A Beginner’s Guide to Troubleshooting a VFD/ VSD

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In the world of electric motors, no matter whether servo or gearedAC or DC there is a certain component that can make them run better. Better control often means better performance and this is exactly what variable frequency/speed drives do. These drives are able to control the speed or frequency at which electric motors operate. This way, a speed drive helps control the number of spins the winding makes in a certain time period. But how does a VFD drive control the speed of an electric motor?

For this, the drive needs a controller and an operator interface which help change the frequency of the voltage and thus, the speed at which the motor runs. If the frequency of the supplied voltage is less than 50Hz, then the motor will run slower, but if the frequency is higher than 50Hz, then the motor will run faster. But like every electrical component, VFDs are also prone to issues and knowing how to solve them can save you a lot of money.

How to Repair VFD Drive

repair VFD drive
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Output Phase Loss

When output phase loss occurs, the first thing you should do is to verify the balanced phase-to-phase output with a meter. The readings, even on a reliable VSD, may not be the ones you expect. If that’s the case, look for a bypass and verify the motor lead connections. Look for a line of sight disconnect. Your meter may ring when on the waveform that drives the phase loss.


If your VSD is experiencing overload, then you must verify its parameter sets upon initial start-up and then measure the DC bus. Check if there is a solid bus or if it has changed. Check for phase-to-phase balance as well and for balanced output currents. Make sure to look at incoming waveforms, especially when the drive is tripping at a higher speed.


Oftentimes, a VFD speed drive may experience cooling issues which are often a result of cooling fans not working. The reason for this may be clogged fan filters or the ambient temperature being above the rating of your VFD drive. Use low-pressure air to blow out some heat sinks and set the cooling system free. You must keep in mind that some VFDs have their cooling fans configured so that they only run when the VFD is running. Others have their cooling fans set so that they start working at a certain temperature or after a specific period of time.

Instantaneous Overcurrent

When instantaneous overcurrent occurs check if there is a start-up problem or if your VFD drive has been running for a long period of time.  Make sure to check the input current in each leg so you verify the rectifier as well as the output current to verify the meter. You should also look to inspect the taping in the conduit box and if the leads are rubbed together. Sometimes, the location of the motor can also be causing instantaneous overcurrent – moisture and temperature can have a huge effect on efficiency.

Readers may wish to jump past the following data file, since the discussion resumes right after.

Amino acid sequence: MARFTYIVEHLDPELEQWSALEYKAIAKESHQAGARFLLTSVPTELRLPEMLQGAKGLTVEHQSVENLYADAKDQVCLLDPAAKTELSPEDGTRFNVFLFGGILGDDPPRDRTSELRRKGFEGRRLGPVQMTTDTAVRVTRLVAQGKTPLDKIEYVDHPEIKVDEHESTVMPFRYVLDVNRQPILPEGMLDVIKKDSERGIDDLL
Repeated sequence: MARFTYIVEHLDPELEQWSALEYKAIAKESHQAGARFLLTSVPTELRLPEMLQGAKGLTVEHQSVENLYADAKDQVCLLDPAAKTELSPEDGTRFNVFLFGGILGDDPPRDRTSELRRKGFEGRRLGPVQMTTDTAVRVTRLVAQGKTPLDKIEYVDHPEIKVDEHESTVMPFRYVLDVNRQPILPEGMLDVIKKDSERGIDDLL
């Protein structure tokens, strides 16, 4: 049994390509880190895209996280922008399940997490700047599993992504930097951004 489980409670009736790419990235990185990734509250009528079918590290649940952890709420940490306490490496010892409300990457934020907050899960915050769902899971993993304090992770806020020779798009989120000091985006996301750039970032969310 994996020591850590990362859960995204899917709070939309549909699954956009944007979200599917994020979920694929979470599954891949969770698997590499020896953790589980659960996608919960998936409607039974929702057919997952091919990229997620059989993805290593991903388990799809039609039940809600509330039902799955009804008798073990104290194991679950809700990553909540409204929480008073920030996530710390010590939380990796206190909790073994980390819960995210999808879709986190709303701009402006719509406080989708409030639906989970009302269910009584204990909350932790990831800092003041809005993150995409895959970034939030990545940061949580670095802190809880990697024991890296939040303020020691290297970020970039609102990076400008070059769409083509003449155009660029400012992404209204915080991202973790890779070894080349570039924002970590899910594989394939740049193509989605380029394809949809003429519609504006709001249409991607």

Types of VFD/VSD Drives

VFD drive
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This type of VFD has an adjustable diameter of the contact path between two mating metal rollers. This gives traction drives a multi ratio which allows it to generate a variable output speed.

Hydraulic Hydrostatic

A hydraulic hydrostatic drive has a positive displacement hydraulic pump as well as a motor. In these drives, the volumetric fluid output of the pump is varied through valves or just by varying the displacement. 

Hydraulic Hydrodynamic

Hydraulic Hydrodynamic
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Also known as a fluid coupling drive, a hydraulic hydrodynamic speed drive has two impellers coupled with hydraulic fluid. The drive works by changing the volume of the fluid which then affects the degree of coupling from primary to output. This way, the variable speed can be obtained from all these processes.


With a hydro viscous drive, you get a device with multiple discs on the input shaft. These discs are also pressed against another set of discs on the output shaft. A film of oil sits between the discs, and by changing pressure the discs squeeze. This helps vary the torque transfer and thus, the speed at which the motor operates.

Variable Pitch

This simple drive uses a pulley and belt. The pitch diameter of either one or both pulleys (depending on the drive) is adjustable which gives the drive a multi ratio and thus, a variable speed output.


VFD drive
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No matter what you use an electric motor for, a variable speed drive can make it run a lot better and more efficient. VFDs are not simple but neither are electric motors, so it pays off to add a little trinket of complexity to an already complex system than to spend a lot of time and money making it run better after it starts failing.